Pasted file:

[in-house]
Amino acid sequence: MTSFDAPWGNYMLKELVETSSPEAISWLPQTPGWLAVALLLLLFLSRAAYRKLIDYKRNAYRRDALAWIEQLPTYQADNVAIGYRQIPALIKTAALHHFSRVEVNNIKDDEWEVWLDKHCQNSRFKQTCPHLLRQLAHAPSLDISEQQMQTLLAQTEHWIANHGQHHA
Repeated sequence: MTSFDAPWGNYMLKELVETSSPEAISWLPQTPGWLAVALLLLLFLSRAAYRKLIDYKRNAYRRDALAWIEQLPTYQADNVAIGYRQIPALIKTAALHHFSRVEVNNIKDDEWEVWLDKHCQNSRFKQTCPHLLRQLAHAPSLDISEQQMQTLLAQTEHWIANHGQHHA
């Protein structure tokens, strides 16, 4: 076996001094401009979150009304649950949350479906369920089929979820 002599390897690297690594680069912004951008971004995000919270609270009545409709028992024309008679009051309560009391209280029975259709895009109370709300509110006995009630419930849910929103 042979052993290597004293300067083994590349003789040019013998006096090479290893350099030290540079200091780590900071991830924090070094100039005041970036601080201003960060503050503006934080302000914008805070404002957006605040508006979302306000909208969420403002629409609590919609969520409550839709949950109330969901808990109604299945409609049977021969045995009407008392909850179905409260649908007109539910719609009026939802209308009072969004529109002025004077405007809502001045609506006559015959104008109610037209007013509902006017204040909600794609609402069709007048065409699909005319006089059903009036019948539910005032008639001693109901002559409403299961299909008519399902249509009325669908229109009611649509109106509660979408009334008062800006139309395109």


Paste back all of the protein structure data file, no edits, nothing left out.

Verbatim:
[in-house]
Amino acid sequence: MTSFDAPWGNYMLKELVETSSPEAISWLPQTPGWLAVALLLLLFLSRAAYRKLIDYKRNAYRRDALAWIEQLPTYQADNVAIGYRQIPALIKTAALHHFSRVEVNNIKDDEWEVWLDKHCQNSRFKQTCPHLLRQLAHAPSLDISEQQMQTLLAQTEHWIANHGQHHA
Repeated sequence: MTSFDAPWGNYMLKELVETSSPEAISWLPQTPGWLAVALLLLLFLSRAAYRKLIDYKRNAYRRDALAWIEQLPTYQADNVAIGYRQIPALIKTAALHHFSRVEVNNIKDDEWEVWLDKHCQNSRFKQTCPHLLRQLAHAPSLDISEQQMQTLLAQTEHWIANHGQHHA
């Protein structure tokens, strides 16, 4: 076996001094401009979150009304649950949350479906369920089929979820 002599390897690297690594680069912004951008971004995000919270609270009545409709028992024309008679009051309560009391209280029975259709895009109370709300509110006995009630419930849910929103 042979052993290597004293300067083994590349003789040019013998006096090479290893350099030290540079200091780590900071991830924090070094100039005041970036601080201003960060503050503006934080302000914008805070404002957006605040508006979302306000909208969420403002629409609590919609969520409550839709949950109330969901808990109604299945409609049977021969045995009407008392909850179905409260649908007109539910719609009026939802209308009072969004529109002025004077405007809502001045609506006559015959104008109610037209007013509902006017204040909600794609609402069709007048065409699909005319006089059903009036019948539910005032008639001693109901002559409403299961299909008519399902249509009325669908229109009611649509109106509660979408009334008062800006139309395109």